Thanks for Cancelling!

image Beware booking online: This is what confronted me when I tried to book with Skoosh, an online travel booking company. My reservation didn’t look like it had taken, so I went elsewhere, only to find I’d received a confirmation email. When I went to cancel, I found the above: the amount paid equaling the cancellation fee. Hmmm.

I’m checking with the company involved to see what’s going on. In the meantime, be careful when you book with them.

Update: I’ve just spoken to Skoosh and they say the hotel requires three days’ notice for a cancellation, hence the charge. As the room was booked (apparently: no notification page appeared) and canceled within five minutes of each other, this appears somewhat rich.

This is where these aggregation sites get a bit tricky; terms and conditions of each hotel vary wildly so there’s not an awful lot they can do. But while it seems to have been a glitch that caused my transaction to go through without my knowing it, when there’s no change of cancellation we need to be sure something like this doesn’t happen.

So, a warning to users: make sure if you are booking via an aggregator you know exactly what you’re committing yourself to, and check your email inbox to see whether a booking may have happened without it being clear from the website.

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19. November 2007 by jeremy
Categories: Travel | Tags: , , | 5 comments

Comments (5)

  1. I think they should eat it, not you.

    They just made sure that I’ll never try them.

  2. Agreed…sounds tricky and just added Skoosh to my black list.

  3. In their defence and to their credit, Skoosh moved pretty quickly to get the hotel to remove the charge, and point to their terms and conditions which say that users need to be aware that each hotel may have their own terms. They also suggest that there was a browser error my end — asking whether I may have hit the back button before the transaction completed.

    I don’t think I did; and in any case, there should be a clear process that would lead to a ‘confirm’ page after entering all my details, along with a better indication that the transaction had gone though.

    On top of that, given that skoosh is not so much an aggregator (directing customers to the hotel’s website to complete the book) as an actual retail outlet itself (handling the booking on behalf of the hotel) then it should impose standard practice to cover all rooms it accepts booking and payment for.

    Lastly, as a general whinge, I think it’s unacceptable that any outlet will take a booking less than three days before but impose a blanket ‘no cancellation three days or less before stay’ rule. It’s stupid, and undermines the rights of the consumer, I would suspect.

    Skoosh responded well to my complaint, offered a phone number and had a human pick up the phone. Good stuff. But if such services want to act as a clearing house for bookings, they need to protect the consumer by setting their own standards and terms across all bookings.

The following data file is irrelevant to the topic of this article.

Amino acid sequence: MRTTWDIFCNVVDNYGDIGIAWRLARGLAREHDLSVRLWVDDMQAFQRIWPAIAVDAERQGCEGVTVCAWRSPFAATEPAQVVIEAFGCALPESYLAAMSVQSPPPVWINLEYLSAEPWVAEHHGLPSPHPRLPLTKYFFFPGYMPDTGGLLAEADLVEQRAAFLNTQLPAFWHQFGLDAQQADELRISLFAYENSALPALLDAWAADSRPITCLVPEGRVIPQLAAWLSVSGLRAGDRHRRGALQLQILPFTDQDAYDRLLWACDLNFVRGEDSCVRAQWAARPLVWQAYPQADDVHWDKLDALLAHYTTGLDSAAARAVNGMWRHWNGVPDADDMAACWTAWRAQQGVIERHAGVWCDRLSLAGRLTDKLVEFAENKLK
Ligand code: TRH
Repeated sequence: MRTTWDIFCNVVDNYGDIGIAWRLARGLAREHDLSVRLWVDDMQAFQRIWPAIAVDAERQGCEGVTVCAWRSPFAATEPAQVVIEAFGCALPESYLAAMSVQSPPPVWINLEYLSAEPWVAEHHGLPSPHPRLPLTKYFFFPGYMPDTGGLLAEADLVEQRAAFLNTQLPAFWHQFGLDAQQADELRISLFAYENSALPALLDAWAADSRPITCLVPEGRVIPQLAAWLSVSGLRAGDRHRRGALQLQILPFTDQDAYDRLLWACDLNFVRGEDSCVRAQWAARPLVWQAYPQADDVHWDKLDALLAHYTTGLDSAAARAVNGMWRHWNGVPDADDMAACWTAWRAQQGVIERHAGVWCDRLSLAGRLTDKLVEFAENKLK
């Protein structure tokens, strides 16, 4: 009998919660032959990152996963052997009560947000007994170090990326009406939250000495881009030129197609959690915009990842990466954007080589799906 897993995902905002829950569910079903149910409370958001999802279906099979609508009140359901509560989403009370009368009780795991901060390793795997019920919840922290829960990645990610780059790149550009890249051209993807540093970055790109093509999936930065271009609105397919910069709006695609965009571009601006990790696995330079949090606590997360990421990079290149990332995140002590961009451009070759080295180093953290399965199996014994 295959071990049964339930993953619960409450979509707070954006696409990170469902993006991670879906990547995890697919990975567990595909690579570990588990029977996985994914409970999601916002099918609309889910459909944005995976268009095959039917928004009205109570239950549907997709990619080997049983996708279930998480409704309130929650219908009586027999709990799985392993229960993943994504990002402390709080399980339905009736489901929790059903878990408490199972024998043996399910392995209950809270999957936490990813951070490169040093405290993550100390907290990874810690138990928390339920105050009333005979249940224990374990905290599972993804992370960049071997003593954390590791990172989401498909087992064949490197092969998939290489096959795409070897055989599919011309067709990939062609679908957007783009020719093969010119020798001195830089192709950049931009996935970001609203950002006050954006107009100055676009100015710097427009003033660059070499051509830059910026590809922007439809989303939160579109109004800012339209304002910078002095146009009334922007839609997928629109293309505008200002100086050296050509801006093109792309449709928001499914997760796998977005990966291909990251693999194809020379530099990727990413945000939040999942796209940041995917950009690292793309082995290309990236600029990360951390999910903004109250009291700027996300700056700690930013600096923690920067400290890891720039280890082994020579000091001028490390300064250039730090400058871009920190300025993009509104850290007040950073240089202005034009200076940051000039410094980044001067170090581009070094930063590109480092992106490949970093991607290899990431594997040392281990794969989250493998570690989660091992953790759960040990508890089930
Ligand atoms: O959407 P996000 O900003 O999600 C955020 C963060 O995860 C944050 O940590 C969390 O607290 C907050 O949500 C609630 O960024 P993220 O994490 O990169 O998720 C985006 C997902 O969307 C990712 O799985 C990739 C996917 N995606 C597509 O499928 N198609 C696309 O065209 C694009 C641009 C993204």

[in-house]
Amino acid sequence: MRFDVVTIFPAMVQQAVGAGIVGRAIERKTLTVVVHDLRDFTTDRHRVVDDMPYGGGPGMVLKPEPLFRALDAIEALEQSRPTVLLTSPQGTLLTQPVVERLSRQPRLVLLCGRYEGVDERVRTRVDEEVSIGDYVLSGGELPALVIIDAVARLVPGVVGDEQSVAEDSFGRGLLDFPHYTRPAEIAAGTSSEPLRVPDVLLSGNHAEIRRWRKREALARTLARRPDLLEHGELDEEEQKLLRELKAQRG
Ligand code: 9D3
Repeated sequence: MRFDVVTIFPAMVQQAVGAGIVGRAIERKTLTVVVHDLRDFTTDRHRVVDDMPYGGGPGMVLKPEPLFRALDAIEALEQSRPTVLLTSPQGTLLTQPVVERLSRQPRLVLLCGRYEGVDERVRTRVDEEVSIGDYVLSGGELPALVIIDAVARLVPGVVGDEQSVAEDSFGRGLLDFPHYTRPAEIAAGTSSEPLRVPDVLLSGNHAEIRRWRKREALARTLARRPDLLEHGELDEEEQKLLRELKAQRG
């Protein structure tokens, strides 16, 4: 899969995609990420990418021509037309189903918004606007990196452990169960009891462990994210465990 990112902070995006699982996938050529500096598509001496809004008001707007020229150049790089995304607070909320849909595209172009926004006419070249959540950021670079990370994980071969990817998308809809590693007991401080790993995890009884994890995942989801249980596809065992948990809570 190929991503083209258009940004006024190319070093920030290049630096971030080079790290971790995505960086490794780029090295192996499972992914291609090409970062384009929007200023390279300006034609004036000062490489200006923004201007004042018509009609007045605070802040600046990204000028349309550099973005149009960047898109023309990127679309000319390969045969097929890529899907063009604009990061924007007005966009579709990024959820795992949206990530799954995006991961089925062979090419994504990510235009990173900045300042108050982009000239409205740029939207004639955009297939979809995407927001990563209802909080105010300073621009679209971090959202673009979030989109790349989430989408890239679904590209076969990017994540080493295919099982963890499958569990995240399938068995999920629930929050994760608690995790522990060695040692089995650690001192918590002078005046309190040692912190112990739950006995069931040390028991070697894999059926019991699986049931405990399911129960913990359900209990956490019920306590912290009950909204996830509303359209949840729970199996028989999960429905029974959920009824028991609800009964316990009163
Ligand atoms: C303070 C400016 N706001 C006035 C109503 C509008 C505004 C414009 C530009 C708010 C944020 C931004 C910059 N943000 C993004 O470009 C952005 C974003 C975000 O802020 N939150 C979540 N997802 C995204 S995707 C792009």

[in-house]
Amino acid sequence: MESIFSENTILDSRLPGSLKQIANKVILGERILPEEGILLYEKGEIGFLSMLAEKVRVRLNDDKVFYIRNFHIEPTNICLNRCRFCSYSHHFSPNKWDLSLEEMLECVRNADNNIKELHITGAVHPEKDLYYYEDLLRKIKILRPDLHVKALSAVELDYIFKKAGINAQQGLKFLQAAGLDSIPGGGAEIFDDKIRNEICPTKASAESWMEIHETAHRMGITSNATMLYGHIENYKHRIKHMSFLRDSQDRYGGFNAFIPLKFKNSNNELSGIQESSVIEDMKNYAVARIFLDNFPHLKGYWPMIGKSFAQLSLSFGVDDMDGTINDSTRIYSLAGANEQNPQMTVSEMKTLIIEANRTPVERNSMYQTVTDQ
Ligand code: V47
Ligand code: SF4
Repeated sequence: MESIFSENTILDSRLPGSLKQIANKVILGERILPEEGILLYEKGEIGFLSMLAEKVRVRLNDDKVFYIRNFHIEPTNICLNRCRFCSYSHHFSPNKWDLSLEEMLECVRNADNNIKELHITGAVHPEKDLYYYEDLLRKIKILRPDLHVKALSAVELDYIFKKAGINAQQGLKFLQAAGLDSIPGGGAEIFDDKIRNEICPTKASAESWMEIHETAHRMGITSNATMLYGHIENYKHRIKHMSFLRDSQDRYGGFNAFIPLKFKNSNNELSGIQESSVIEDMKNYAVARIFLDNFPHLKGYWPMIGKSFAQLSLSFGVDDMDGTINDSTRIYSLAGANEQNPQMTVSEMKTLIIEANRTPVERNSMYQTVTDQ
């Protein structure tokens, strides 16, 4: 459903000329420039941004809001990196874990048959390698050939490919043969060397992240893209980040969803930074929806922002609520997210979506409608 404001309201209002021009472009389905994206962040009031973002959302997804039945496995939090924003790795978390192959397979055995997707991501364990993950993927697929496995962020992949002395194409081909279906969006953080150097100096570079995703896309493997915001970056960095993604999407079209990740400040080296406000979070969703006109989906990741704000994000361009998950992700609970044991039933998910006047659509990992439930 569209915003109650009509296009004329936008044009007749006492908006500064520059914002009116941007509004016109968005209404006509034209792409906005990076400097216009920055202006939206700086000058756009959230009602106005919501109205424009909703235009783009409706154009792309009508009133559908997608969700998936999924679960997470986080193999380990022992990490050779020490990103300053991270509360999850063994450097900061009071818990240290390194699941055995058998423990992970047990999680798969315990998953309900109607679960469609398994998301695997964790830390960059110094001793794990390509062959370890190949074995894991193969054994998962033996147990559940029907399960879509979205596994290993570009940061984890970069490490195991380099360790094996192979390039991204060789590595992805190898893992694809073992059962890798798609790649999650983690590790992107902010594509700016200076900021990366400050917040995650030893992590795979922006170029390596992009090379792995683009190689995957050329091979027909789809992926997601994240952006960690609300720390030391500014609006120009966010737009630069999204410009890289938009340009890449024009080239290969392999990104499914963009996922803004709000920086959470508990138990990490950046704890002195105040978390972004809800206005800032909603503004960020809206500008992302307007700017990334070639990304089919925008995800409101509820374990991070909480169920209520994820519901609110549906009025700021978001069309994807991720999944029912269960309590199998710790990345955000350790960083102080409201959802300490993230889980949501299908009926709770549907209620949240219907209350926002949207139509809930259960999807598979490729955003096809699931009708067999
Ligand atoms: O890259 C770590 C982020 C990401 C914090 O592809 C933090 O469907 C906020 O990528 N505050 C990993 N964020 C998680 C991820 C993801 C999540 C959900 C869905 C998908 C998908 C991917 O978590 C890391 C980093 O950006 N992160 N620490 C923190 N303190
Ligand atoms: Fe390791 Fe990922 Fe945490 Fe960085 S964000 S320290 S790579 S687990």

Don’t write off skoosh, but i’m hoping they’ll respond to this post and comments in a positive spirit. They clearly have good intentions, so let’s hope they do.

  4. In late February 2008, my wife and I decided
    to take a driving trip through the Southwest. We decided to do all the booking on our own rather than take a tour.

    We booked on line reservations for Albuquerque, Santa Fe, Sedona and Las Vegas, When we went on line; we found a company called Skoosh.com that claimed they could provide bookings for us. They advertised that they will beat most prices offered either on line or direct so we didn’t question the price they quote ($252.00 / night).

    When we arrived at the Grand Canyon Maswick Lodge, the desk clerks claimed we had no booking under our name. They search for twenty minutes and found nothing. I suggested they look for variation on our last name and 10 minutes later they came back to tell us that we did have a booking with a really screwed up last name. They then asked us why we were charged $252.00 / night when the highest rate ever charged in season was $163.00 + tax. They couldn’t fathom that anyone would charge that much money. Clearly they implied that we were ripped off.

    Subsequent discussions with the Reservations resulted in a lot of apologies but no financial remuneration. I even offered to meet them halfway but they refused.

    I am in the process of taking the matter up through various agencies both State and Federal
    to get some relief in this situation.

    BE VERY CAREFUL WHEN YOU BOOK WITH THESE FOLKS AND MAKE ABSOLUTELY SURE THEY ARE NOT OVERCAHRGING YOU. XANADU, THE PRIMARY BOOKING COMAPNY FOR THE NATIONAL PARKS WILL NOT UPLIFT THE PRICES CHARGED BY THE PARKS.

    P.S. They are based in London but you would never know it. They apparently book through an organization in NY

  5. My name is Reuben and I work for skoosh.com.

    We have tried to talk to Mr Kirschner however he was not willing to understand the situation.

    We pay the hotel for the room at a price they set, he agreed to the price when booking. In fact he checked the prices on kayak before arriving at our site and I can only assume that we had the cheapest price.

    I feel it is also worth pointing out that Mr. Kirschner had booked other hotels through us, one at 50% less than the hotels own walk in rate. While we never guarantee that we are the cheapest we often are and I would always recommending checking kayak.com if you are booking on price alone.